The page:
Speaking of influences, I’ve read a lot of perspectives as to what or who the album’s title track sounds like. ELO, CSNY, The Beatles. But surely Queen are the big influence there, am I right?
There’s alot of glam sort of stuff going on in that track and I think Elton John is another influence here as well as Zeppelin and more hard rock stuff, definitely a collage of influences but it’s really just an experiment on my part that I feel turned out pretty alright. I wanted to try my hand at a long conceptual piece that made a sort of journey because that just doesn’t happen on records much anymore.
How did the collaboration with Alela Diane on “The Tree” come about?
She’s a good friend and we’ve taken them on tour here in the States, also she lives in the neighborhood and I love her voice. I felt this track would be perfect to get a sort of Gram Parson, Emilou Harris sort of vibe and Alela was into the idea.
“The Man Who Would Speak True” and “The Tailor” both seem to be continuations of Blitzen Trapper’s narrative song tradition. What do you think is the appeal or advantage of that kind of song?
Well, story songs are fun to write and challenging and also maybe the oldest form of song which humans have used to impart information. There’s a deeply human aspect to a story and I try to lay a ground work which is both ambiguous and familiar, mythological imagery as well as biblical imagery play a part as well because so many people are familiar with this sort of language and the associations that accompany it.
How far would you agree with the notion that “The Man Who Would Speak True” represents or sounds like “Black River Killer” Part II?
It’s another dark story but to say it’s just like the Black River Killer is silly, there’s no rhythm section for one and the story is more complicated and has its own message. They are definitely in the same vein, which I guess stems from the fact that I wrote them both and my influences and inclinations run in certain ways.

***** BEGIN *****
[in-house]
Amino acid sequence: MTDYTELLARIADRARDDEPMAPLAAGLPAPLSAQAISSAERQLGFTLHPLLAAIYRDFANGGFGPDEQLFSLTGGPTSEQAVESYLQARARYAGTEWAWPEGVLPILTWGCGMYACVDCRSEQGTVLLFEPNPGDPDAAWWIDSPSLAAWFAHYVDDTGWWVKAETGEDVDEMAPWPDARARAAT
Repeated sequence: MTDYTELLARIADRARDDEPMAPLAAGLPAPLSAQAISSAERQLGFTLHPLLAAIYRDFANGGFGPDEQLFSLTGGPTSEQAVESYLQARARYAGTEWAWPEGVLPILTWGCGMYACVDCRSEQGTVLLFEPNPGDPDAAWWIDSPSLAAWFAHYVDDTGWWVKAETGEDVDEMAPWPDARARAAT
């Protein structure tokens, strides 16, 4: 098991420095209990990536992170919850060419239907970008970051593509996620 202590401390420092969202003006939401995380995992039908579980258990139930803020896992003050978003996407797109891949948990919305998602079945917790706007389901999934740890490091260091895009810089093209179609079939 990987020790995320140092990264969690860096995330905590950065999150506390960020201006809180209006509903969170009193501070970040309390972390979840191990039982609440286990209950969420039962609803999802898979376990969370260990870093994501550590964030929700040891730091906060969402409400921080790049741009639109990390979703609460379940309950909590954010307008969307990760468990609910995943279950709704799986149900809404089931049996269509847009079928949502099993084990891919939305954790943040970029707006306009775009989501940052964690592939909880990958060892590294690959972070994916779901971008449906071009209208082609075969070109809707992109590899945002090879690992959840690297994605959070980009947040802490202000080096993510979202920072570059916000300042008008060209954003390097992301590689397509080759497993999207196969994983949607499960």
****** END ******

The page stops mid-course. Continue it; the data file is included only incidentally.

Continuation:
Why was it that “Heaven and Earth” was chosen to be given away as a free download?
I don’t know, I guess the folks at the label and such liked the song.
Is there a song on the record that you feel is the strongest? Why?
I have favorites on the record but I don’t really know what strongest means, like commercially? or emotionally strong? or it’s the best song? Very subjective ground, I think my feelings about the songs changes as I perform them and figure out what I’m really saying with certain songs.
What do Blitzen Trapper have planned for the near future?
Mostly just touring and hanging out with our friends.
Musically, might we see you go in a more “cosmic” direction, perhaps like the one implied by Destroyer of the Void‘s title track?
I don’t think so. I guess I take sort of a switchback trail up the hill, we’ll see.
Is there an ultimate aim for Blitzen Trapper?
To make music that we like and enjoy playing for other folks, that’s the only reality to music in general I feel.